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“Viva Mas y Mejor:” Program Helps Latinos Take Control of Diabetes

December 13, 2013

Diabetes is a serious disease of numbers and lifestyle balance. To stay healthy, people with diabetes closely monitor their blood sugar (called glucose), blood pressure and cholesterol levels, take prescribed medication and are diligent about good nutrition and physical activity.

Britt Rotberg (right) teaches patients enrolled in the ELDEP program how to manage their diabetes.

If that sounds complicated, imagine coping daily with diabetes along with language barriers, limited access to health care and other financial, social and cultural constraints. These complications add to an already increased risk of diabetes for Latinos.

To reach more Georgians at risk for diabetes and related complications of the eye, heart and kidney, the Emory Healthcare System sponsors the Emory Latino Diabetes Education Program (ELDEP), the first nationally accredited all-Spanish diabetes education program. Participants know it as “Viva Mas y Mejor con su Diabetes Bajo Control” (Live Longer and Better with your Diabetes under Control).

Developed in 2006, the program was designed to help Latinos with diabetes in Georgia to understand their disease and take control of it. For this population, the need for diabetes education and resources is great. The risk of diabetes for Latinos is 66 percent higher than for non-Latino whites. In 2008-2010, more than 34,000 Latinos in Georgia – about 9 percent of the state’s Hispanic residents – had diabetes, according to data from the Georgia Department of Public Health (DPH).

Britt Rotberg, ELDEP senior coordinator and educator, said the program aims to educate patients on the proper self-management of their disease, making them feel confident enough to act as partners with their health care providers in managing their disease.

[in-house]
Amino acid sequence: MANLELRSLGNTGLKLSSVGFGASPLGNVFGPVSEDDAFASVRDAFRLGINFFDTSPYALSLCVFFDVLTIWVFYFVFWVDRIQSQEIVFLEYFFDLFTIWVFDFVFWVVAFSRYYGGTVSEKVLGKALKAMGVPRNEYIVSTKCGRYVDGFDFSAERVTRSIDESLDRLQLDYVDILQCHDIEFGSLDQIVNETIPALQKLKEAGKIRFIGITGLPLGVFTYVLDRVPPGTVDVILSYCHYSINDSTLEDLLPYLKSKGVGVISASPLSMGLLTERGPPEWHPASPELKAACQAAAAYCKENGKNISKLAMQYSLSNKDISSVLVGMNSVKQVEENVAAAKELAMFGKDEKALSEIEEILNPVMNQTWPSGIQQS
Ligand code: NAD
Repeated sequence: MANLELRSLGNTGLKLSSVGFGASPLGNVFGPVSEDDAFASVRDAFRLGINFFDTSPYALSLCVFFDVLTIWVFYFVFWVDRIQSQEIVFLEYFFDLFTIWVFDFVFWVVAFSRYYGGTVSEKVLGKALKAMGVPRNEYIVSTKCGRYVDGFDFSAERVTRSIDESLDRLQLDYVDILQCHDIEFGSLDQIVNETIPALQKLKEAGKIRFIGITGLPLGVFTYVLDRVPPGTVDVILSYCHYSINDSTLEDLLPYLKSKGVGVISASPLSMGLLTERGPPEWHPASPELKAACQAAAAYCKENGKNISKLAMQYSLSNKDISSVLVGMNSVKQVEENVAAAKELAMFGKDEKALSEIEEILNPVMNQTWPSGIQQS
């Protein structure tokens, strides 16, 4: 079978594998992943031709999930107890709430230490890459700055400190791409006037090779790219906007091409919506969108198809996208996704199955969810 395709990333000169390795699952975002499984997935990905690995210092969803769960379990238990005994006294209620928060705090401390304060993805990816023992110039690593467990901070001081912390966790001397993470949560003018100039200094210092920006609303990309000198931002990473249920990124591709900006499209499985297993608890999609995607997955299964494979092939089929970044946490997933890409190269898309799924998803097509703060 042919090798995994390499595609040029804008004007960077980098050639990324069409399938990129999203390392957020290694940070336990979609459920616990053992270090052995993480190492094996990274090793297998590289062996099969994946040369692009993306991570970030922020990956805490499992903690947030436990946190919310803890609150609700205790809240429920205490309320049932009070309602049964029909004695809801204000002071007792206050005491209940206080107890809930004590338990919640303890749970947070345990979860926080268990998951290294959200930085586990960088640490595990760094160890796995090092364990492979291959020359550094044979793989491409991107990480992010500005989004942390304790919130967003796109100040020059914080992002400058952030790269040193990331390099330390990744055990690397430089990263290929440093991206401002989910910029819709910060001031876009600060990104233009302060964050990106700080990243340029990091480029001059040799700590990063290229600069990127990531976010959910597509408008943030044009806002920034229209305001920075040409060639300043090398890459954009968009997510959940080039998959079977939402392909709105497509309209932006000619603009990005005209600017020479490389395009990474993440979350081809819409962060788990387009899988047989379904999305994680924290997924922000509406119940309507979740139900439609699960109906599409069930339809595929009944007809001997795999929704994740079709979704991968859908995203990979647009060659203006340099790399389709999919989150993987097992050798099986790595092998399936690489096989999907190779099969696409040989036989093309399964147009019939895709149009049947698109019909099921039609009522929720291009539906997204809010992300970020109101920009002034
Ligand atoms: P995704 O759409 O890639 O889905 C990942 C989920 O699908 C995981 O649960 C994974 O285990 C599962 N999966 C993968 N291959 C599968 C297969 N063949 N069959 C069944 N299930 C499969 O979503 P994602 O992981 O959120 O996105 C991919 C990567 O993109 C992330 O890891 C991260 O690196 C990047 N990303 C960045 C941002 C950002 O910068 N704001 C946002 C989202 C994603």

“Diabetes care is an equal partnership between the patients, health care providers and diabetes educators,” she said.

Diabetes experts note that active, knowledgeable self-management of the diabetes condition is one of the most important and reliable ways for patients to stay healthy and reduce diabetes-related complications. In a scientific review, the American Diabetes Association (ADA) found a four-fold increase in diabetic complications for patients who had never received formal training on proper self-care practices.

ELDEP gives its patients the formal training they need, using the seven self-care behaviors outlined by the American Association of Diabetes Educators (AADE): healthy eating, being active, glucose monitoring, taking medication, problem solving, healthy coping and reducing risks. Patients attend an initial 3-hour session and monthly follow-up sessions conducted by Spanish-speaking professionals, who teach diabetes basics, discuss strategies for coping with the disease and help patients find support from educators and fellow patients. 

To date, ELDEP has taught self-management skills to more than 1,400 patients, many of whom have attended the classes for more than six years.  And ELDEP seems to be making a difference. A 2012 study of patients in the program found a decrease in blood glucose levels and blood pressure, as well as increases in physical activity, use of blood glucose logs and yearly eye, foot and dental exams. The program also received accreditation from AADE for a new project, the Emory Latino Diabetes Education for Gestational Diabetes (ELDEG) program.

ELDEP participant Lilia Rodriguez thanks the program for saving her life. In 2007, she came to the emergency room suffering from extreme thirst, undernourishment and high blood glucose levels – dangerous complications of her type 1 diabetes. Although she knew she had the disease, no one had ever explained to her that her disease meant she needed insulin to survive.

After enrolling in the ELDEP program, Rodriguez learned how to take care of herself and the importance of the ABCs of diabetes: blood sugar control (with the A1c blood glucose test), blood pressure control and cholesterol control.  

“Without the ELDEP program, I would not know what information to ask the doctor to help monitor my diabetes,” she said. “Now when I go to the doctor, I ask him about my ABCs.”

Rodriguez now helps new patients in the program as a peer educator, calling them every month to check on their progress and recruiting new patients who need help. 

Another ELDEP participant, Manuel Ortiz Ramirez, 50, was diagnosed with type 2 diabetes many years ago. He said he was never able to control the disease properly.

“But in ELDEP, we talk about different subjects, like how to eat healthy, eat foods that do not increase our blood sugar and which exercises we should practice on a daily basis. I’m personally grateful day by day and I learned so many new things that help me to control this disease, with which I now live with in harmony.”

To learn more about the Emory Latino Diabetes Education Program, please visit the program’s website.

For more information and resources on diabetes control and preventing complications, visit diabetes section on the DPH website.